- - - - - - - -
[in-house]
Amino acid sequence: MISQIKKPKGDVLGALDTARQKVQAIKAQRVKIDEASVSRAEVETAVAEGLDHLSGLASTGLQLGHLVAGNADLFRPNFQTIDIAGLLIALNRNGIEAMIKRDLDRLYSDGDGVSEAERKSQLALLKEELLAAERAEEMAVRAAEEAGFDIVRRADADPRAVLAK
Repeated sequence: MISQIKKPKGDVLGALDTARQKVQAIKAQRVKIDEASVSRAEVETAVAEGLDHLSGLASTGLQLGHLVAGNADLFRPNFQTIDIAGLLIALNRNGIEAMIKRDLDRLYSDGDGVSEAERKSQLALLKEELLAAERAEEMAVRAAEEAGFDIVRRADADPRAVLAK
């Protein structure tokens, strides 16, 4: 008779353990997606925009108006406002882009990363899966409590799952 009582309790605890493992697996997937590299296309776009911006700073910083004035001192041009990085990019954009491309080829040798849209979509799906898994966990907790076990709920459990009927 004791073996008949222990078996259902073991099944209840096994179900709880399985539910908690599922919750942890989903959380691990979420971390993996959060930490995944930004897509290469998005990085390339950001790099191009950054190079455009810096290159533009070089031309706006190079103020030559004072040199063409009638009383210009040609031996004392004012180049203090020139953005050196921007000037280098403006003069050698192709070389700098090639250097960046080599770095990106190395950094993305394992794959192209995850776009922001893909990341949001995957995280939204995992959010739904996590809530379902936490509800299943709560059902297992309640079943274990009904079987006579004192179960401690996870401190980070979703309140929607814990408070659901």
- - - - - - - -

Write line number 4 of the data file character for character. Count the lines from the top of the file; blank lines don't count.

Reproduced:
């Protein structure tokens, strides 16, 4: 008779353990997606925009108006406002882009990363899966409590799952 009582309790605890493992697996997937590299296309776009911006700073910083004035001192041009990085990019954009491309080829040798849209979509799906898994966990907790076990709920459990009927 004791073996008949222990078996259902073991099944209840096994179900709880399985539910908690599922919750942890989903959380691990979420971390993996959060930490995944930004897509290469998005990085390339950001790099191009950054190079455009810096290159533009070089031309706006190079103020030559004072040199063409009638009383210009040609031996004392004012180049203090020139953005050196921007000037280098403006003069050698192709070389700098090639250097960046080599770095990106190395950094993305394992794959192209995850776009922001893909990341949001995957995280939204995992959010739904996590809530379902936490509800299943709560059902297992309640079943274990009904079987006579004192179960401690996870401190980070979703309140929607814990408070659901």